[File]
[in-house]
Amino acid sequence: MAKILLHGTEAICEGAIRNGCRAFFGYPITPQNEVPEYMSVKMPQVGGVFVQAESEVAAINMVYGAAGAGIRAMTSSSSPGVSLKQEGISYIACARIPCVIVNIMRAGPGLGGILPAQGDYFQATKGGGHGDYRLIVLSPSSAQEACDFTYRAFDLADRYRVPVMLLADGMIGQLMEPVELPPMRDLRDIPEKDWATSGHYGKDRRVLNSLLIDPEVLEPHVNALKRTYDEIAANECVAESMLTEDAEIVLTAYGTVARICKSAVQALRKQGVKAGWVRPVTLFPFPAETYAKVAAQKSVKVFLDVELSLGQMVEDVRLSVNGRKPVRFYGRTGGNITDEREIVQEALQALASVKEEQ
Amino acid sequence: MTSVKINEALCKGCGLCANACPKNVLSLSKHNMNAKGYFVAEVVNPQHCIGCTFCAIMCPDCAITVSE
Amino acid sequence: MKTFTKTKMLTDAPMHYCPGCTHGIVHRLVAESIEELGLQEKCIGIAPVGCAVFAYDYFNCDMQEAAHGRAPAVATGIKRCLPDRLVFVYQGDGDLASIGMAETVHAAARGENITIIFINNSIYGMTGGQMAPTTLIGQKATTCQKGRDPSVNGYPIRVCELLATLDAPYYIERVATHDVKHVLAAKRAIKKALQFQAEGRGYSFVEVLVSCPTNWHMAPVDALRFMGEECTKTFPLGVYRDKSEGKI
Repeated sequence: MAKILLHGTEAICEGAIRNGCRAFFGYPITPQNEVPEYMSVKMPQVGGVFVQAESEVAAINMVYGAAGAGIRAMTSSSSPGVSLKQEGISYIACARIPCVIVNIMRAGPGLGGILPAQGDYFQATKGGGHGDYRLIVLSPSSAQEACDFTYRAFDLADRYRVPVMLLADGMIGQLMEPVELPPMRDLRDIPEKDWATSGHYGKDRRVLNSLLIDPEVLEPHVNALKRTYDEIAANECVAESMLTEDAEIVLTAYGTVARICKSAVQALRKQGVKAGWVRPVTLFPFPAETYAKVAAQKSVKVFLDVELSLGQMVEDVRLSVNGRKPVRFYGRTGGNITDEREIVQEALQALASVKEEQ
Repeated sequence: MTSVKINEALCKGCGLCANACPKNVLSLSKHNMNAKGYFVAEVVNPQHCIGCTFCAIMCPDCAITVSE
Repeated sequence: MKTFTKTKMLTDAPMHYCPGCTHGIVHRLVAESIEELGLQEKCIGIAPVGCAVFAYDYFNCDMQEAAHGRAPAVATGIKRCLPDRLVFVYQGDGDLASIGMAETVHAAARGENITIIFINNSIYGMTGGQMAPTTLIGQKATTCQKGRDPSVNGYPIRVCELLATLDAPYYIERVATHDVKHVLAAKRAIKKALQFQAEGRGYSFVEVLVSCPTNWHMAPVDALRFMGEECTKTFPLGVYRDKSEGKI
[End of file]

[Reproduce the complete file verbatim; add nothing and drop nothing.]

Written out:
[in-house]
Amino acid sequence: MAKILLHGTEAICEGAIRNGCRAFFGYPITPQNEVPEYMSVKMPQVGGVFVQAESEVAAINMVYGAAGAGIRAMTSSSSPGVSLKQEGISYIACARIPCVIVNIMRAGPGLGGILPAQGDYFQATKGGGHGDYRLIVLSPSSAQEACDFTYRAFDLADRYRVPVMLLADGMIGQLMEPVELPPMRDLRDIPEKDWATSGHYGKDRRVLNSLLIDPEVLEPHVNALKRTYDEIAANECVAESMLTEDAEIVLTAYGTVARICKSAVQALRKQGVKAGWVRPVTLFPFPAETYAKVAAQKSVKVFLDVELSLGQMVEDVRLSVNGRKPVRFYGRTGGNITDEREIVQEALQALASVKEEQ
Amino acid sequence: MTSVKINEALCKGCGLCANACPKNVLSLSKHNMNAKGYFVAEVVNPQHCIGCTFCAIMCPDCAITVSE
Amino acid sequence: MKTFTKTKMLTDAPMHYCPGCTHGIVHRLVAESIEELGLQEKCIGIAPVGCAVFAYDYFNCDMQEAAHGRAPAVATGIKRCLPDRLVFVYQGDGDLASIGMAETVHAAARGENITIIFINNSIYGMTGGQMAPTTLIGQKATTCQKGRDPSVNGYPIRVCELLATLDAPYYIERVATHDVKHVLAAKRAIKKALQFQAEGRGYSFVEVLVSCPTNWHMAPVDALRFMGEECTKTFPLGVYRDKSEGKI
Repeated sequence: MAKILLHGTEAICEGAIRNGCRAFFGYPITPQNEVPEYMSVKMPQVGGVFVQAESEVAAINMVYGAAGAGIRAMTSSSSPGVSLKQEGISYIACARIPCVIVNIMRAGPGLGGILPAQGDYFQATKGGGHGDYRLIVLSPSSAQEACDFTYRAFDLADRYRVPVMLLADGMIGQLMEPVELPPMRDLRDIPEKDWATSGHYGKDRRVLNSLLIDPEVLEPHVNALKRTYDEIAANECVAESMLTEDAEIVLTAYGTVARICKSAVQALRKQGVKAGWVRPVTLFPFPAETYAKVAAQKSVKVFLDVELSLGQMVEDVRLSVNGRKPVRFYGRTGGNITDEREIVQEALQALASVKEEQ
Repeated sequence: MTSVKINEALCKGCGLCANACPKNVLSLSKHNMNAKGYFVAEVVNPQHCIGCTFCAIMCPDCAITVSE
Repeated sequence: MKTFTKTKMLTDAPMHYCPGCTHGIVHRLVAESIEELGLQEKCIGIAPVGCAVFAYDYFNCDMQEAAHGRAPAVATGIKRCLPDRLVFVYQGDGDLASIGMAETVHAAARGENITIIFINNSIYGMTGGQMAPTTLIGQKATTCQKGRDPSVNGYPIRVCELLATLDAPYYIERVATHDVKHVLAAKRAIKKALQFQAEGRGYSFVEVLVSCPTNWHMAPVDALRFMGEECTKTFPLGVYRDKSEGKI